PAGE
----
After 2011 runner-up Tan Cheng Bock failed in his legal challenge against the decision to count Wee Kim Wee as Singapore's first Elected President, Workers' Party chairman and MP for Aljunied GRC Sylvia Lim is seeking a Parliamentary debate on the same topic.
In a Facebook post, the Workers' Party announced on Monday that Lim had filed an adjournment motion on whether counting from President Wee Kim Wee or Ong Teng Cheong as the first Elected President is a policy decision or a legal question, for the Parliament sitting on Sep. 11.In case you can't see it, here's what the Facebook post says:
"Counting from President Wee Kim Wee or President Ong Teng Cheong - policy decision or legal question?
Sylvia Lim, MP for Aljunied GRC, has filed an adjournment motion with the above title for the sitting of Parliament on 11 September 2017. In the wake of intense public discussion after the parliamentary debates and a court case on the reserved presidential election, the Workers' Party believes it is in the public interest for the Government to clarify this issue surrounding the election of our Head of State."
Not the first time
This is not the first time Lim has raised concerns over the government's changes to the elected presidency. On Feb. 6 2017, during the Parliamentary debate on amendments to the Presidential Elections Act, she said the following in her speech:
"I have been reflecting on the decision to use President Wee as the reference point. I realised that this decision to count from President Wee was not a matter of getting legal advice to interpret any existing laws. If one looks at this Bill and the Schedule, the government is asking Parliament to simply make it the law that President Wee is the first one to be counted.
Why not count from the first elected President, Mr Ong Teng Cheong? Is it because if President Ong was the first one to be counted, we would have to go through this year’s elections as an open election, and risk a contest by Chinese or Indian candidates who may not be to the government’s liking? Isn’t the decision to count from President Wee an arbitrary and deliberate decision of the government, to achieve a desired outcome?"
Minister in the Prime Minister's Office Chan Chun Sing responded to this, saying she could "challenge this in the courts":
"Are you suggesting the Attorney-General did not give the government the appropriate advice? Or that the Prime Minister has not been truthful with the Attorney-General’s advice?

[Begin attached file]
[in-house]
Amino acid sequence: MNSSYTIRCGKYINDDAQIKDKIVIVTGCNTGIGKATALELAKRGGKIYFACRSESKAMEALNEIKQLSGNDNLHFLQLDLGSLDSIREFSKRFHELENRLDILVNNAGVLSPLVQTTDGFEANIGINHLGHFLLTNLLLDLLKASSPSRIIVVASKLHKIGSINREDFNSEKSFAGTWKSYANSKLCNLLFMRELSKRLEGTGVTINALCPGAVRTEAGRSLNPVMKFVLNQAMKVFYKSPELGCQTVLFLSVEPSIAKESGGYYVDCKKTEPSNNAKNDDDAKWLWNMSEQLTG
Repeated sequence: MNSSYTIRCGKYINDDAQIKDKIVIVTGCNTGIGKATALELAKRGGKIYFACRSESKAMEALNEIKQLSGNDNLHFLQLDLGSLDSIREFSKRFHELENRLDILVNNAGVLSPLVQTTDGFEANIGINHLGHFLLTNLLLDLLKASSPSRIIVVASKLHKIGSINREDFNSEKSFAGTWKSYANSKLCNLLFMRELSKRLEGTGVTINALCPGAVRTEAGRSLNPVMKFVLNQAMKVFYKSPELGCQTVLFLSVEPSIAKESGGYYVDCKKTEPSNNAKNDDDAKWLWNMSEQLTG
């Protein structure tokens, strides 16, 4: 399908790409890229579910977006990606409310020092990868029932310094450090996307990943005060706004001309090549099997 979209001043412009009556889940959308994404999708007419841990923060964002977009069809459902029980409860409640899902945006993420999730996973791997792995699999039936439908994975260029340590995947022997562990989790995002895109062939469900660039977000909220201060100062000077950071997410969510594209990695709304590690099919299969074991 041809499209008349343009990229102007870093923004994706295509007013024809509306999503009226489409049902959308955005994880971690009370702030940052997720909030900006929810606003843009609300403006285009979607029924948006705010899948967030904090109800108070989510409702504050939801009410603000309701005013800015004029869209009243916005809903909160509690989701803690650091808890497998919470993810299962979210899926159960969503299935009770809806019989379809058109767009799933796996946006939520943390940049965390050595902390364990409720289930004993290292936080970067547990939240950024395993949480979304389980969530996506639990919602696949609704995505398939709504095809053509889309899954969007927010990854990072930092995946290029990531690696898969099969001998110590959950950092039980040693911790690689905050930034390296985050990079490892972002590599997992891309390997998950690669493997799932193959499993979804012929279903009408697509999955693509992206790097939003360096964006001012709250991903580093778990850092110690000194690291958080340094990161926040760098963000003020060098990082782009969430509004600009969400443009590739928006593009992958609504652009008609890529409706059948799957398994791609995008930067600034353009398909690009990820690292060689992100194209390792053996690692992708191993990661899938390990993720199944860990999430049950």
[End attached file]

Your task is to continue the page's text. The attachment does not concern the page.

If it’s the first, then I think Miss Lim, as suggested by DPM Teo (Chee Hean), can challenge this in the courts. But if it’s the second, then I’m afraid it’s a very serious issue to cast aspersions on the integrity of our Prime Minister.”
Lim later clarified that she was not casting aspersions on the integrity of the PM, and Chan accepted her point.
Tan Cheng Bock's appeal
After this, if you recall, Tan filed a suit in the High Court to ask why the count should start from the late President Wee Kim Wee and not Ong Teng Cheong.
His suit was dismissed by the High Court, and Tan's appeal was also dismissed by the Court of Appeal. Tan accepted the judgment gracefully, putting up a Facebook post on Aug. 23 outlining his thoughts on the matter.In the post, Tan alluded to Lim's speech in Parliament while explaining his rationale for the legal challenge:
"When MP Sylvia Lim asked the Government in Parliament why they chose to start the count of 5 presidential terms with President Wee Kim Wee (resulting in 2017 being a reserved election year), the Government challenged her to go to Court for an answer. That is wrong and I felt the need to respond. I firmly believe the Government should have answered in Parliament instead of challenging a Parliamentarian to go to Court.
So I filed a case to argue what most Singaporeans felt was proper, that the count should start with the 1st Elected President Ong Teng Cheong (which would result in 2023 being a reserved election year). The Court of Appeal, however, decided that as a matter of law, the Government has discretion to start the count with President Wee Kim Wee."
Lim's move comes on the same day, but a couple of hours prior to PM Lee's issuance of the Presidential Writ of Election. Nomination Day is slated for Sep. 13.
One thing's for sure — if Lim's motion is accepted, the Parliamentary sitting on Sep. 11 promises to be a lively affair.
Top image from Worker's Party Facebook page and website